Bull in a China Shop:  telling the feminist narrative

Bull in a China Shop: telling the feminist narrative

Last night, I attended Bull in a China Shop by playwright Bryna Turner. It follows the lives of Mary Woolley and her partner, Jeanette Marks, as they attempt to reform women’s education in the turn of the twentieth century. The story follows the growth of the women’s suffrage movement as well as Woolley and Marks romantic relationship.

This play was a complex array of things. It blended comedy, romance, and drama – all in a feminist storyline. At times it was a lot going on, but the underlying story was one I was glad to hear.

Director Keira Fromm put together a show with flawless scene changes and perfect timing that makes the show fly by. It followed a rhythm that made the story compelling to follow. The monologues performed directly to the audience made you feel as though you were more than just an observer of the show.

The set for the show was simple but delivered the exact purpose the show needed. It was done beautifully and straightforwardly so it did not distract from the story taking place.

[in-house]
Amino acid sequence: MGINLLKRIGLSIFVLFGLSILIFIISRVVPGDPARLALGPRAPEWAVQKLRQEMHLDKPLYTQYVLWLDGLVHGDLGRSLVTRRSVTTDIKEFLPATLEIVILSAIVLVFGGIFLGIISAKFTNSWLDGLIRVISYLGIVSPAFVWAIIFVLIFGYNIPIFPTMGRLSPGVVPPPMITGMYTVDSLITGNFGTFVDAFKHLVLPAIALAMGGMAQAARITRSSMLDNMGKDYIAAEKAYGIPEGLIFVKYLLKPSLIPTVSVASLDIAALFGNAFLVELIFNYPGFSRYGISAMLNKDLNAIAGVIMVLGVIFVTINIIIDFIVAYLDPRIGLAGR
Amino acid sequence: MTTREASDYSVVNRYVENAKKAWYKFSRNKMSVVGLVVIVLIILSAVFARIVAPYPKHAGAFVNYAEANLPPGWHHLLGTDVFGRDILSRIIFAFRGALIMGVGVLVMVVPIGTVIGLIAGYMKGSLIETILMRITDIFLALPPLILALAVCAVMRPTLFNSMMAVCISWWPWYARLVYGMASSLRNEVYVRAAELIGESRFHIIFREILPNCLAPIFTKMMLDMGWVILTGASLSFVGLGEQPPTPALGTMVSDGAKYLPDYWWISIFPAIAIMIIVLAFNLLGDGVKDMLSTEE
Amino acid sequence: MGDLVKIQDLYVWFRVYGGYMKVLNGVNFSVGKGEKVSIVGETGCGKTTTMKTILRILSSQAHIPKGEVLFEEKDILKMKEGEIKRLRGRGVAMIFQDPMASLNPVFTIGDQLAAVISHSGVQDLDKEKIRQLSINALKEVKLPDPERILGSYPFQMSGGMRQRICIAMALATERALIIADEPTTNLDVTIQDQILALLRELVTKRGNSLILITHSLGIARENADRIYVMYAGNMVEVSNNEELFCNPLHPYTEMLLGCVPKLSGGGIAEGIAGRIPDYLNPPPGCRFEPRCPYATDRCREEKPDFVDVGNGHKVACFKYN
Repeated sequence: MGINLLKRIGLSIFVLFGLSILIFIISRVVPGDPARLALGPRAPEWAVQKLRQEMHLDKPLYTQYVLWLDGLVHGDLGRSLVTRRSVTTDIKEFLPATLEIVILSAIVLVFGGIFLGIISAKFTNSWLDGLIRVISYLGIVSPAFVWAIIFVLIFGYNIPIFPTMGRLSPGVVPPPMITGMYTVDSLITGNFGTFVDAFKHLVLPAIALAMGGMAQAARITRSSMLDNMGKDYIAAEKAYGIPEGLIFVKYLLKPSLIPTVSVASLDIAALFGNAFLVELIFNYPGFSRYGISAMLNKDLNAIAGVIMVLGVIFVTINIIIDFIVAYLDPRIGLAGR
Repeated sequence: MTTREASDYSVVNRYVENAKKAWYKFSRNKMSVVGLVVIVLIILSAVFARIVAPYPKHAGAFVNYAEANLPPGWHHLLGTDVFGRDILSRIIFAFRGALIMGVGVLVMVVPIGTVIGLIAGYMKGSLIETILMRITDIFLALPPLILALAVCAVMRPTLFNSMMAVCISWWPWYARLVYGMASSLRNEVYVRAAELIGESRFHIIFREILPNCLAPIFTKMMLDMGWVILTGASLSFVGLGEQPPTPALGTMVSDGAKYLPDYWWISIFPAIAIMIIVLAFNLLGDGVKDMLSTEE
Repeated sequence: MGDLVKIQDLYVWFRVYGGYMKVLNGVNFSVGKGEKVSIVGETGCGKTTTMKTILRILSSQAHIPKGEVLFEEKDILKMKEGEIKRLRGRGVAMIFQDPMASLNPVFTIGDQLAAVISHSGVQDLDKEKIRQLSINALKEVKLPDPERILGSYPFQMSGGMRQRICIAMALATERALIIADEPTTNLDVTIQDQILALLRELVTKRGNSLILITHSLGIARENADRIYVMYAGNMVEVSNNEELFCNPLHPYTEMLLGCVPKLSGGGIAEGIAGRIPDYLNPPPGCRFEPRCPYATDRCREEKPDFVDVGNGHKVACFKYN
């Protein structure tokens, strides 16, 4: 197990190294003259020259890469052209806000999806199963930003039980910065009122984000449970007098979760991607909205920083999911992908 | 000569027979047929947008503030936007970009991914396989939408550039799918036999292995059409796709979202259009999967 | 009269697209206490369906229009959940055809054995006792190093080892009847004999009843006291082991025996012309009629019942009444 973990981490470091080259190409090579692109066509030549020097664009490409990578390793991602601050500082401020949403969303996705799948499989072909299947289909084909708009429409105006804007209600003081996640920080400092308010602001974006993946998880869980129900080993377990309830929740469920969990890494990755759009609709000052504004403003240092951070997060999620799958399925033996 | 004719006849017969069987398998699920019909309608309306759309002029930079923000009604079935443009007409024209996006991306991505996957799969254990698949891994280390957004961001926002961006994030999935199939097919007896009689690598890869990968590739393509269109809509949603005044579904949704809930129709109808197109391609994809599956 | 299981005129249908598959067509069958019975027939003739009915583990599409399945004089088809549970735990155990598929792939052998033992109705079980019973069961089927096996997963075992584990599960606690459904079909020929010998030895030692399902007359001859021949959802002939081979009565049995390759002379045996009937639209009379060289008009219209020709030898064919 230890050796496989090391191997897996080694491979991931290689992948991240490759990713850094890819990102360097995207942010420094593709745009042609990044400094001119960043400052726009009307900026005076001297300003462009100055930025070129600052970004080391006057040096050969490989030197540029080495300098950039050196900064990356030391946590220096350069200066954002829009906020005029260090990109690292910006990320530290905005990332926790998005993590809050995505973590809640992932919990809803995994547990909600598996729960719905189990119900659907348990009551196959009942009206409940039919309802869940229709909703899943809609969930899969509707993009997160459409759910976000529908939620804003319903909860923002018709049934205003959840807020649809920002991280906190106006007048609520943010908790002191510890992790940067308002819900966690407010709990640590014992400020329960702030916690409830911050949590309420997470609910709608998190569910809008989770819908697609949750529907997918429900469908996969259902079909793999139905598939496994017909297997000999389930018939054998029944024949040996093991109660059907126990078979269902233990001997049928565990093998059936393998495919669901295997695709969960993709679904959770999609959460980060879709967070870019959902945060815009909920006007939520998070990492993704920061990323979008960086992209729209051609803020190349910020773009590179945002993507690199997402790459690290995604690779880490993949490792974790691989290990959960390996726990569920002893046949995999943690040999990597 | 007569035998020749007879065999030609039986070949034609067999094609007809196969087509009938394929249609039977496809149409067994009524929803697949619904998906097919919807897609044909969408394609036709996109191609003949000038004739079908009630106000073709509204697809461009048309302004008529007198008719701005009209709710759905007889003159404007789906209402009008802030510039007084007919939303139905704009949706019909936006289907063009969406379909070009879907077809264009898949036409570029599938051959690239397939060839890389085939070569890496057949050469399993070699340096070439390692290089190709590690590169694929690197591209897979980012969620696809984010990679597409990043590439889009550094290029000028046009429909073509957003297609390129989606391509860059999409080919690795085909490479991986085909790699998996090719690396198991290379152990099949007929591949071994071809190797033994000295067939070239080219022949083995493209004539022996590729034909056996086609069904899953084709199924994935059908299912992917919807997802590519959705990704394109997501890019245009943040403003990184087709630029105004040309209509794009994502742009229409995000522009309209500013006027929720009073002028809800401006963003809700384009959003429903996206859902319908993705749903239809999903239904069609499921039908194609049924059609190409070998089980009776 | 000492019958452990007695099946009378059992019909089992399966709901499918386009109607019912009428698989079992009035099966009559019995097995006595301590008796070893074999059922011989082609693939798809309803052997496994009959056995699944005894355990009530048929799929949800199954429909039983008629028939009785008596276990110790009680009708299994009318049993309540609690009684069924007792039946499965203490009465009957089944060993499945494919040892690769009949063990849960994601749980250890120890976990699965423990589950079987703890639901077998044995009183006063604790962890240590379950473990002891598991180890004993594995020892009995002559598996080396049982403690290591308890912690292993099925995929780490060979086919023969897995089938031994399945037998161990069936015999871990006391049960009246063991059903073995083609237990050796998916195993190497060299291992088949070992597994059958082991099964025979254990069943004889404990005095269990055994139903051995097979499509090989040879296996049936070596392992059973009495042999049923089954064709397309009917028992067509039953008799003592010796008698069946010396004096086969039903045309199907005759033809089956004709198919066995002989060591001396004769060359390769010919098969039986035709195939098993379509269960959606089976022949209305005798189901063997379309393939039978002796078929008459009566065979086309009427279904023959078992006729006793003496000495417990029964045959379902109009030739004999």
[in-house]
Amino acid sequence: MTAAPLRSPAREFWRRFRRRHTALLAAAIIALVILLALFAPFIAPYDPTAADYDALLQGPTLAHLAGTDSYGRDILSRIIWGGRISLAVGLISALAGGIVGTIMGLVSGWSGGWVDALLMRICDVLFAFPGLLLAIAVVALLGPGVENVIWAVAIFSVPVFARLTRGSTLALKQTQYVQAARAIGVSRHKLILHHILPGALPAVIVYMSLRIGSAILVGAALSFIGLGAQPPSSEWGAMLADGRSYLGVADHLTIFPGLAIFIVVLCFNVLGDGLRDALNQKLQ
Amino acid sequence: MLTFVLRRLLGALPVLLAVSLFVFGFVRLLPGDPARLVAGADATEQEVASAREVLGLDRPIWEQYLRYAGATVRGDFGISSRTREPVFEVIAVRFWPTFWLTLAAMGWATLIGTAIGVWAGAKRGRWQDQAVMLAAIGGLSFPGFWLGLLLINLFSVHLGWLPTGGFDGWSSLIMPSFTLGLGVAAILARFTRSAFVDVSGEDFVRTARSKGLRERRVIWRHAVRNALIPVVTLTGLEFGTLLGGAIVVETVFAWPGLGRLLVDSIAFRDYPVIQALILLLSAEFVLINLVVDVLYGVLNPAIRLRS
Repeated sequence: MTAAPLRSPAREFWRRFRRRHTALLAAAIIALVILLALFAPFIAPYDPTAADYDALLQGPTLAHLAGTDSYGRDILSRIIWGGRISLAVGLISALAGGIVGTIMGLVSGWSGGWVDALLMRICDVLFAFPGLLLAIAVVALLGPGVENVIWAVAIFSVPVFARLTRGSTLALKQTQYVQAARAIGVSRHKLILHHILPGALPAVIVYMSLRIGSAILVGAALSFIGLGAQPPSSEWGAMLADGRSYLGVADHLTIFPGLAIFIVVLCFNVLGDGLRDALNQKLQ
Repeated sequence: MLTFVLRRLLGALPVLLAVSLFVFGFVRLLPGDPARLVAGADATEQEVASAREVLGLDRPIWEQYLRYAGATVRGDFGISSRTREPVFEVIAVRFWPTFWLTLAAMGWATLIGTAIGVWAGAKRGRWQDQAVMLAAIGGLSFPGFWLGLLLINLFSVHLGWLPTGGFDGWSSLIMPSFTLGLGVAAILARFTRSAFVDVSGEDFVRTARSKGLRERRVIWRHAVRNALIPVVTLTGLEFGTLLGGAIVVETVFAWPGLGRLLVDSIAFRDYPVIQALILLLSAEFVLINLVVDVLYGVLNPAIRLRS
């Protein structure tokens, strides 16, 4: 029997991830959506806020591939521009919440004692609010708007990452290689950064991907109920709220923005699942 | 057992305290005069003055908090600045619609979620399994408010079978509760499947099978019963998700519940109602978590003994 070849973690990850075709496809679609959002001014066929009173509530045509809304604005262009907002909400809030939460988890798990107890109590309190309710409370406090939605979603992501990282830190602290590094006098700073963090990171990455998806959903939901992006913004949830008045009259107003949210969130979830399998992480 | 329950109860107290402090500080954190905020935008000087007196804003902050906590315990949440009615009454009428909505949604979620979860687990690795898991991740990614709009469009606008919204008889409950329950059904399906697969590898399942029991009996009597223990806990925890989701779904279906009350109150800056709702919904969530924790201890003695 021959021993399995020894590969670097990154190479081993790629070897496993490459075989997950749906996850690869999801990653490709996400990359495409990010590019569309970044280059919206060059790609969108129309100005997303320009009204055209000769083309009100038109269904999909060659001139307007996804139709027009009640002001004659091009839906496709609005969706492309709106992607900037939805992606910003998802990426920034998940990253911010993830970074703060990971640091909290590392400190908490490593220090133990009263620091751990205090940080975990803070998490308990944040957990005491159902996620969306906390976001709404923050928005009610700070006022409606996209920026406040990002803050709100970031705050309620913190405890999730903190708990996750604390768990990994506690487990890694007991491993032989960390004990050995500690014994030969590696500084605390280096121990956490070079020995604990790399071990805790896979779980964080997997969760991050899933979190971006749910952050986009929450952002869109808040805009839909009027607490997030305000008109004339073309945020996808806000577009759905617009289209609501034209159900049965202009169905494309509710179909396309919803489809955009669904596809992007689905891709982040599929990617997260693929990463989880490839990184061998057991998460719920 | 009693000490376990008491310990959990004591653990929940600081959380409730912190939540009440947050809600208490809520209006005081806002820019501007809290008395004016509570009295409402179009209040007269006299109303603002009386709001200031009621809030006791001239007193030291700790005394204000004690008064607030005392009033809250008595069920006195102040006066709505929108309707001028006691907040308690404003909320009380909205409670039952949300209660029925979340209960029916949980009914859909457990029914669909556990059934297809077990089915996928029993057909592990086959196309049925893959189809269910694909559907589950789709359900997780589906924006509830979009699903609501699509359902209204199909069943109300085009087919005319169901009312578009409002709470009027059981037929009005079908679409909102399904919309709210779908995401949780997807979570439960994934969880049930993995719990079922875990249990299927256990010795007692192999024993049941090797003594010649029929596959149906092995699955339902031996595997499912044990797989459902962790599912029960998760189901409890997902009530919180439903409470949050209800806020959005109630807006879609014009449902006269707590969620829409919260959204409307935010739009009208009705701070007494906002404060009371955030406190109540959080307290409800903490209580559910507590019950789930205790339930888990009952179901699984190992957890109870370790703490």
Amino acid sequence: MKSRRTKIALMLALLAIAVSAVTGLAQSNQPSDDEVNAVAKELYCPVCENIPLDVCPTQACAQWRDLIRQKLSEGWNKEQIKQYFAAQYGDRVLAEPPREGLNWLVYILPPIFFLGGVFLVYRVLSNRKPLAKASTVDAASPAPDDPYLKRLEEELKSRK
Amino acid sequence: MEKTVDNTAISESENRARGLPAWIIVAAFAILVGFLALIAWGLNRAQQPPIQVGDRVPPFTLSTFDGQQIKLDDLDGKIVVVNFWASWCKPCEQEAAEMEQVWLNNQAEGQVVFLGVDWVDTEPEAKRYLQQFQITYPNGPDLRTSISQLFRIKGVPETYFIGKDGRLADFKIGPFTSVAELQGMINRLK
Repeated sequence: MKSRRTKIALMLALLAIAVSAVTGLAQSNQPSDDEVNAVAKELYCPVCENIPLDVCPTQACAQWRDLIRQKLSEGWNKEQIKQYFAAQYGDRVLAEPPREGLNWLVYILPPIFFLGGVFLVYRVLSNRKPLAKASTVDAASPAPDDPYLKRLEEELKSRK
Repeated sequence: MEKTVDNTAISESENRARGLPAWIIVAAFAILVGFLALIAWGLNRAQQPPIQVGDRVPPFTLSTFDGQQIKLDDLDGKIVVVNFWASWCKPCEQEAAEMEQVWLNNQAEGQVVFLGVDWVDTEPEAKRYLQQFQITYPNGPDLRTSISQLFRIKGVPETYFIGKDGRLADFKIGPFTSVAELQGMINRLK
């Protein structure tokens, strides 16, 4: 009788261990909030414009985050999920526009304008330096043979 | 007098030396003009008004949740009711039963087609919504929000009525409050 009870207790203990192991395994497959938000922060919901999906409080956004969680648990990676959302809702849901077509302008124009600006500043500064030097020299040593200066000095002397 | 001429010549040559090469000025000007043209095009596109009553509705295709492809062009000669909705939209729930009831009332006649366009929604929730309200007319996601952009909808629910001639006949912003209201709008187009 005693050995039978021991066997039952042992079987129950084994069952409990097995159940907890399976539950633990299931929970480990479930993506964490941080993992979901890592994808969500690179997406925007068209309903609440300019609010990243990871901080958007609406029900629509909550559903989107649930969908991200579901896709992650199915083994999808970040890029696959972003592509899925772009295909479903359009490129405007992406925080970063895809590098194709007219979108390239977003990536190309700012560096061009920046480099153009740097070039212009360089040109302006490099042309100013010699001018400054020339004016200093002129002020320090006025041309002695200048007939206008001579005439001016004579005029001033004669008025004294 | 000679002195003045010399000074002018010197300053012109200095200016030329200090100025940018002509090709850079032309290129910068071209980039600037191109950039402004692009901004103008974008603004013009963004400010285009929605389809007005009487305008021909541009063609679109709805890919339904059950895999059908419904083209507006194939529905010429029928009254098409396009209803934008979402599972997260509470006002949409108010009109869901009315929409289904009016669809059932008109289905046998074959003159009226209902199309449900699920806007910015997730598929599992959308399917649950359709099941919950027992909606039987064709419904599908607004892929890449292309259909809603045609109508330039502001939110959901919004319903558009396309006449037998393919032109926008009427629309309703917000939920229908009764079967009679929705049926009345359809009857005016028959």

The performance by Kelli Simpkins, who played Mary Woolley, is reason enough to see this show. Simpkins delivered a strong and beautiful performance that made the audience feel for her every thought and emotion. Her monologues were delivered with a power and grace, which was inspiring.

Another outstanding performer was Aurora Adachi-Winter.  Adachi-Winter plays a student named Pearl, who offers much of the comedic aspect of this play. Pearl was dramatic and funny, but at no point did it seem overacted or unbelievable. She was a pleasure to watch.

If you are looking to branch out, are already a fan of feminist theatre, or just want to hear a good story, I recommend going to see this play.

Bull in a China Shop runs through July 1st with shows Wednesday through Saturday at 7:30 p.m. and 3:00 p.m. Sundays at the Theatre Wit, located 1229 W Belmont Ave, Chicago, IL 60657. For tickets visit

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